During November 2004, a salvage excavation was conducted next to Nabi Khader in Banias (Permit No. A-4299*; map ref. NIG 26909/79492; OIG 21909/29492), in the wake of damage to antiquities caused when a road to Nabi Khader was paved. The excavation, undertaken on behalf of the Israel Antiquities Authority and funded by the Druze religious council, was directed by M. Hartal. The excavation was suspended after the route of the road was altered to avoid further damage to the antiquities.
Nabi Khader is a sacred tomb to the west of the spring. It is built on a bedrock cliff, along the edge of a steep slope of bedrock outcrops, in which remains of quarries and deep rock-hewn tombs, dating to the Roman period, are located. These are characteristic of Banias and originate in the Horan. They were observed among the large rocks where the road was cut. No such tomb was revealed in the narrow excavated strip; yet remains of quarries and two tombs that were probably built next to the sacred tomb were exposed.
Tomb 101. The tomb, oriented east–west, was devoid of finds, except for fragments of a skull in the northwestern corner, which indicate the head was placed in the west. This was probably a Muslim tomb that was dug near the prophet’s tomb. It was constructed inside a rock-cutting that was the remains of a quarry. A ceramic pipe of the kind used in the Banias aqueduct was installed between the tomb and bedrock. A section of a pipe, oriented north–south, emerged from a small regulating pool in the northwestern corner of the tomb. The diameter of the pipe was smaller than usual and it was positioned at an acute angle. It seems that the pipes were meant to drain the rain water and prevent it from penetrating into the tomb.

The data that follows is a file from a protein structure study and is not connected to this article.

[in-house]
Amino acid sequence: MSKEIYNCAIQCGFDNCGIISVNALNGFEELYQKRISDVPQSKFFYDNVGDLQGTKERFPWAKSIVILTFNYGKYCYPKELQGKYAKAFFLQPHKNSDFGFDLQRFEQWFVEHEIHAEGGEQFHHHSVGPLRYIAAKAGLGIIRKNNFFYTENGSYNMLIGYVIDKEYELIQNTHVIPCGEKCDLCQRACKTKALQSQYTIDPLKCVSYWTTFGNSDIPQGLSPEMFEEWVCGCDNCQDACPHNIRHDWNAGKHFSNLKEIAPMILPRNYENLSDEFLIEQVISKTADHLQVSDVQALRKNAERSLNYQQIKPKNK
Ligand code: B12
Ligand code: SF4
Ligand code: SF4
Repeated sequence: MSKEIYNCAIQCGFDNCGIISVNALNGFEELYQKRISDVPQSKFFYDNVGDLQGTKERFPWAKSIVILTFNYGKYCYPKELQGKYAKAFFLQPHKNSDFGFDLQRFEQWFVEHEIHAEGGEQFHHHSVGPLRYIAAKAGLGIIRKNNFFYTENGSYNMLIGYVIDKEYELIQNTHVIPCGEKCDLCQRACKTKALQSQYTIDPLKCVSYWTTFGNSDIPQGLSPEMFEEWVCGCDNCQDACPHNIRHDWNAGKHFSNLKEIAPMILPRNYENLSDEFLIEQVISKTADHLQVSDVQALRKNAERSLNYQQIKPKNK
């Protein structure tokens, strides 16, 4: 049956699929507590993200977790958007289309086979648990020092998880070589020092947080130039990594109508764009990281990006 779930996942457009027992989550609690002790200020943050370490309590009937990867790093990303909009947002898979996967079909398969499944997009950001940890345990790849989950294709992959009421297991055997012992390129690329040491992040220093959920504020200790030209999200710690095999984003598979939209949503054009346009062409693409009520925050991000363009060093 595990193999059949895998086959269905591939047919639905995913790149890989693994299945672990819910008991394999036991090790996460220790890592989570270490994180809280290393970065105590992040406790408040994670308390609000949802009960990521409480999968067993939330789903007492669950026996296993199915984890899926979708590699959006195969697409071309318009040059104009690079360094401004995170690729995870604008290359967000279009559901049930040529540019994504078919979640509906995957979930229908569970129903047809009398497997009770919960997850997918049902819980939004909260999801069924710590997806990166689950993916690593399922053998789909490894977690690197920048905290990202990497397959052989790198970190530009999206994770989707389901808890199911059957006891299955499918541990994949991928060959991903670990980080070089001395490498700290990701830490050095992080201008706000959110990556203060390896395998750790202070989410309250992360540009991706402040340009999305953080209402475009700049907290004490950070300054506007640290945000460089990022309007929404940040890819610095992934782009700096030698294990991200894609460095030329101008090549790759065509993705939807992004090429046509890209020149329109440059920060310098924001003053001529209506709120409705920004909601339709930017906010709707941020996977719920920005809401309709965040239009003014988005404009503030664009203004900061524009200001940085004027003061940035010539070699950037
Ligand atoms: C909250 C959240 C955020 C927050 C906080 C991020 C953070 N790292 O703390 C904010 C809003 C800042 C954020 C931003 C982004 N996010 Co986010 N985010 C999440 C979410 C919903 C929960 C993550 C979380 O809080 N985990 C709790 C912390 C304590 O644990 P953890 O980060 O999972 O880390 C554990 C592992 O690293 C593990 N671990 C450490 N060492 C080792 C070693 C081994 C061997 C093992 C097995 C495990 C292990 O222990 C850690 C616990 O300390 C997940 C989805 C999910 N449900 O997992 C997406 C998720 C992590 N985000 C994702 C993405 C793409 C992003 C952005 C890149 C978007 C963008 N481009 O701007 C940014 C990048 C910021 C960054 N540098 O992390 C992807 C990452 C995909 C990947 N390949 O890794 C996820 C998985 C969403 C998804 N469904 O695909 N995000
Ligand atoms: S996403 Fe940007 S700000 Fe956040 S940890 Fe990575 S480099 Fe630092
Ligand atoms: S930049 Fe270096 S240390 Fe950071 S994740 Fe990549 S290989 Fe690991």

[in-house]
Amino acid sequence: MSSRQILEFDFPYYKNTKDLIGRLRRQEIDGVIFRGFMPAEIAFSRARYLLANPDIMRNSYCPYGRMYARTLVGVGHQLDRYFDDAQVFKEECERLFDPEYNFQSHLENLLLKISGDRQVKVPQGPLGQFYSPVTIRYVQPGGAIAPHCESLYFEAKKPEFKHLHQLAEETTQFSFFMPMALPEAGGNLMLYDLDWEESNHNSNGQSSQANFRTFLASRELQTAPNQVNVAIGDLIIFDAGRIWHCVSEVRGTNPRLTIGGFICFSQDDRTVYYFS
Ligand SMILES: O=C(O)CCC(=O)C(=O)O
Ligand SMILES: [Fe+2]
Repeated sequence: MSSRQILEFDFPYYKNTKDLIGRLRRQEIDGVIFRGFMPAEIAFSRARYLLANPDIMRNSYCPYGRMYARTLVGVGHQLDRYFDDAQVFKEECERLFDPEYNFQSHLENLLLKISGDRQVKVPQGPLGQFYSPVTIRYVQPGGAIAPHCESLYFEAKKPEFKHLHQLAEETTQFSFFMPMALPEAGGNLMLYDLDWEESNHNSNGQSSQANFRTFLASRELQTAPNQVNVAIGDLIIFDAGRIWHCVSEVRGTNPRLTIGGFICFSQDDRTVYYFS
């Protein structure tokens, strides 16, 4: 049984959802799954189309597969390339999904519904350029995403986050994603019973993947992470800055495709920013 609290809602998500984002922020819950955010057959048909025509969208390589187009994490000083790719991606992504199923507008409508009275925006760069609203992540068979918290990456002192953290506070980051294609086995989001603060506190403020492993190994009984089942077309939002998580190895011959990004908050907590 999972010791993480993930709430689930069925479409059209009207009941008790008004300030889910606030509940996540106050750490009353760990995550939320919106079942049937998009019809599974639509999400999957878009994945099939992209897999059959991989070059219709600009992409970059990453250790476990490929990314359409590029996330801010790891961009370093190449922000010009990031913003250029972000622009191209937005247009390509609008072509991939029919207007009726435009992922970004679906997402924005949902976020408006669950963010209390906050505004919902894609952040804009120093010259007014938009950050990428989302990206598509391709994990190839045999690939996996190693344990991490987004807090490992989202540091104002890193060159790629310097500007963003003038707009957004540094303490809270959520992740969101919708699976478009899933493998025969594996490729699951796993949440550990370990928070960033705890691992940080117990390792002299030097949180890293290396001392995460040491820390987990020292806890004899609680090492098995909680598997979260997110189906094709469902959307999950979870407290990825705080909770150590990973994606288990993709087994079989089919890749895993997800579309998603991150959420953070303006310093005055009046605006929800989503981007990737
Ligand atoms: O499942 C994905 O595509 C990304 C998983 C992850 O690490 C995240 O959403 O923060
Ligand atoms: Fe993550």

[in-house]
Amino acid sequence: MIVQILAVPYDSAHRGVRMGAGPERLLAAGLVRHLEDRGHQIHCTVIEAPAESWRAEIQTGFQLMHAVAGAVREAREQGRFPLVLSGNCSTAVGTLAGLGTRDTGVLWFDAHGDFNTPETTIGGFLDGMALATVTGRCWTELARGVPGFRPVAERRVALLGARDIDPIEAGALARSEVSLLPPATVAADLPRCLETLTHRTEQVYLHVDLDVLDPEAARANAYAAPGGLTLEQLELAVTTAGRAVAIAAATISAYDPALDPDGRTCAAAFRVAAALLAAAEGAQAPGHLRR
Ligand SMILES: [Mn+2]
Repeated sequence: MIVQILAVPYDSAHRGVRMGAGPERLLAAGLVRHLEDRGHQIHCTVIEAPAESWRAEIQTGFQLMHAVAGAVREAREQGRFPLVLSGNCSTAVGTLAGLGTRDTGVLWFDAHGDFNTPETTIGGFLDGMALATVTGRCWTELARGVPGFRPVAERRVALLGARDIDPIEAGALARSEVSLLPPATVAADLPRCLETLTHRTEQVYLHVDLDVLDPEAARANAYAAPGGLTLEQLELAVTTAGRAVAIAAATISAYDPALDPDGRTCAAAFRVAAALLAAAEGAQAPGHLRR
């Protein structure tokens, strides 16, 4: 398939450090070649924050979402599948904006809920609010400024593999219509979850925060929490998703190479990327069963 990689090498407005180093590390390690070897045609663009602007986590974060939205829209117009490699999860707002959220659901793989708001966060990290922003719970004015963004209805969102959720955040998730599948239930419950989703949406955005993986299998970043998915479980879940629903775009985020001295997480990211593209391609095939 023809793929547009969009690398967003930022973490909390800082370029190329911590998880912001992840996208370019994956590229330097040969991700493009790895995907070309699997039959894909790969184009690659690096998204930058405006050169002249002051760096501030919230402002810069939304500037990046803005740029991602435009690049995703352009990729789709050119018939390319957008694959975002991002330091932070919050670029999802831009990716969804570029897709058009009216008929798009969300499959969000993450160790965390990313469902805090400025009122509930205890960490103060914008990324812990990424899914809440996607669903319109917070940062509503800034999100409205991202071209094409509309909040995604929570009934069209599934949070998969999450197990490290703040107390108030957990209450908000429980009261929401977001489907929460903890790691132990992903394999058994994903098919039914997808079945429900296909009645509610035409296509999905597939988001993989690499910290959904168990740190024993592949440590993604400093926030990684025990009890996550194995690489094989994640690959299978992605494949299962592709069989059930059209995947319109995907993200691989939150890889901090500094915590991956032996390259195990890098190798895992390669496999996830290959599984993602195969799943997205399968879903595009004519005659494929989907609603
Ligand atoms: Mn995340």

Tomb 105. Another tomb, situated at a lower level, was found south of Tomb 101. Its northern wall, built of stones and mud bricks, was next to the southern wall of Tomb 101. Only the eastern part of the southern wall, which stood just a single course height, was preserved. Bedrock was exposed in the east and human bones were visible in the west, bringing about the suspension of the excavation.
The steep slope to the west of the Banias spring, where the excavated area was located, remained uninhabited throughout all the periods. The small section revealed Muslim tombs that were not excavated and it was therefore impossible to date them. It seems that they were part of a cemetery located around the sacred tomb.